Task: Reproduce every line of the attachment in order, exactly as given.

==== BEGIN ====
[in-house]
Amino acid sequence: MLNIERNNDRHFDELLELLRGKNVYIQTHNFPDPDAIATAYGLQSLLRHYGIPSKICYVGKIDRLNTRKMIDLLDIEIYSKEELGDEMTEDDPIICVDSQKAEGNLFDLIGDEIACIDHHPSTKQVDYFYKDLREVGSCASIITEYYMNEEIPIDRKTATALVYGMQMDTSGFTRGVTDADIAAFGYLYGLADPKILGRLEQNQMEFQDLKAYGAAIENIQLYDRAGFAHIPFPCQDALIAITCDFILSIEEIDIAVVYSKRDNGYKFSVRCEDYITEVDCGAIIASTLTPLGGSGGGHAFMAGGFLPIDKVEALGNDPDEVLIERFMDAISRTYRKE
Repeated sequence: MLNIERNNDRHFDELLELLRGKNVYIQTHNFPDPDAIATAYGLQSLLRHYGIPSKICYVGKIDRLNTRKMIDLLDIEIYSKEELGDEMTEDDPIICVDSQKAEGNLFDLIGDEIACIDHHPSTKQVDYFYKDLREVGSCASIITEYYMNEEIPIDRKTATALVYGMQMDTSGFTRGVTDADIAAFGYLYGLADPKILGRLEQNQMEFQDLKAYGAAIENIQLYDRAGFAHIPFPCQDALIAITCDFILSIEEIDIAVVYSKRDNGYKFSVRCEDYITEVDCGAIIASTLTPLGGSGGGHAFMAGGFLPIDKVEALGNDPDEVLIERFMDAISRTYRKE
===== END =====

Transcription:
[in-house]
Amino acid sequence: MLNIERNNDRHFDELLELLRGKNVYIQTHNFPDPDAIATAYGLQSLLRHYGIPSKICYVGKIDRLNTRKMIDLLDIEIYSKEELGDEMTEDDPIICVDSQKAEGNLFDLIGDEIACIDHHPSTKQVDYFYKDLREVGSCASIITEYYMNEEIPIDRKTATALVYGMQMDTSGFTRGVTDADIAAFGYLYGLADPKILGRLEQNQMEFQDLKAYGAAIENIQLYDRAGFAHIPFPCQDALIAITCDFILSIEEIDIAVVYSKRDNGYKFSVRCEDYITEVDCGAIIASTLTPLGGSGGGHAFMAGGFLPIDKVEALGNDPDEVLIERFMDAISRTYRKE
Repeated sequence: MLNIERNNDRHFDELLELLRGKNVYIQTHNFPDPDAIATAYGLQSLLRHYGIPSKICYVGKIDRLNTRKMIDLLDIEIYSKEELGDEMTEDDPIICVDSQKAEGNLFDLIGDEIACIDHHPSTKQVDYFYKDLREVGSCASIITEYYMNEEIPIDRKTATALVYGMQMDTSGFTRGVTDADIAAFGYLYGLADPKILGRLEQNQMEFQDLKAYGAAIENIQLYDRAGFAHIPFPCQDALIAITCDFILSIEEIDIAVVYSKRDNGYKFSVRCEDYITEVDCGAIIASTLTPLGGSGGGHAFMAGGFLPIDKVEALGNDPDEVLIERFMDAISRTYRKE